A writer from rural northeast Pennsylvania, McGraw is the author of “The End of Country: Dispatches from the Frack Zone,” an evenhanded yet passionate report of the gas-drilling boom that changed his region. (He is also a national award-winner for his Marcellus Shale writing for Pittsburgh Quarterly.) “Betting the Farm on a Drought” opens on his property, where he has leased land for fracking, and not without trepidation. As McGraw notes elsewhere in the book, he is a “good old-fashioned dyed-in-the-wool liberal.” According to that political orientation, he should be dead-set against the extraction of fossil fuels from his or any other land. Yet he observes the fact, quoting an expert from the International Energy Agency, that “in the past five years there’s little doubt that gas was the most important factor in bringing down carbon dioxide emissions” in the U.S., far outstripping gains in renewable energy such as solar and wind power.
Setting the theme for the rest of the work, McGraw stakes out a middle ground that seems radical these days: “Could we figure out a way to use the raw power that had been unleashed here, not just the energy in the gas but the crude instincts of the industry, and the driven activism of its opponents, to channel a response to the dual dangers of climate change and fracking and find a way forward?”
McGraw is an energy-efficient writer. Within these 161 pages, he traverses the continent, interviewing over 20 substantial people, distilling complicated topics and conveying emotions with respect and care. The handful of photographs are also highly effective at enhancing the human touch.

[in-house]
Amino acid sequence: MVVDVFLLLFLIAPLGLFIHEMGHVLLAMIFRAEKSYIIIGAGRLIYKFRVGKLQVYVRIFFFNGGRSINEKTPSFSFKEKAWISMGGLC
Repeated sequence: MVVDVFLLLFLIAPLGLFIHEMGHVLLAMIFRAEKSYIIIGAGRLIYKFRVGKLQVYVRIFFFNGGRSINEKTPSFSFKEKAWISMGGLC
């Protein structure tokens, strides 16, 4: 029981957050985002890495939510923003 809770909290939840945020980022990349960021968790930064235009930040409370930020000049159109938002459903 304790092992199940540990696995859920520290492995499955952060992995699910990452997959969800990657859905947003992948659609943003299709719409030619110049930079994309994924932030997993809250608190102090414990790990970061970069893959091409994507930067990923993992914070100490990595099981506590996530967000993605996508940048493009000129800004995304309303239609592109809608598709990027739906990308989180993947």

The story of Ethan Cox provides the book’s title. Cox, 65, a third-generation Illinois farmer of corn and soy, has barely survived two years of flooding from “storms of amazing fury” when we meet him in early 2012. The meteorologists and other experts, expecting another soggy year, were advising farmers to plant in late March. But Cox “knew how to read the signs on his own land,” a skill passed down from his father, “who didn’t know the first thing about interdecadal variations in ocean temperatures.” He feels a drought coming on. So he plants early, making use of the moisture left behind — and “having listened to his land, harvested early and had one of his best crops in years.”
Cox, meanwhile, doesn’t much believe that guff about anthropogenic climate change. In any case, “I’ve never met a liberal before,” he tells McGraw, before they settle down for a two-hour chat about everything under the sun. The author’s gift for empathy serves everyone well. He finds “enough common ground to find a shared purpose” on about 85 percent of what they talked about, 10 percent “where we could at least reach an understanding” and 5 percent “where the differences were just too great” — but those could be set aside.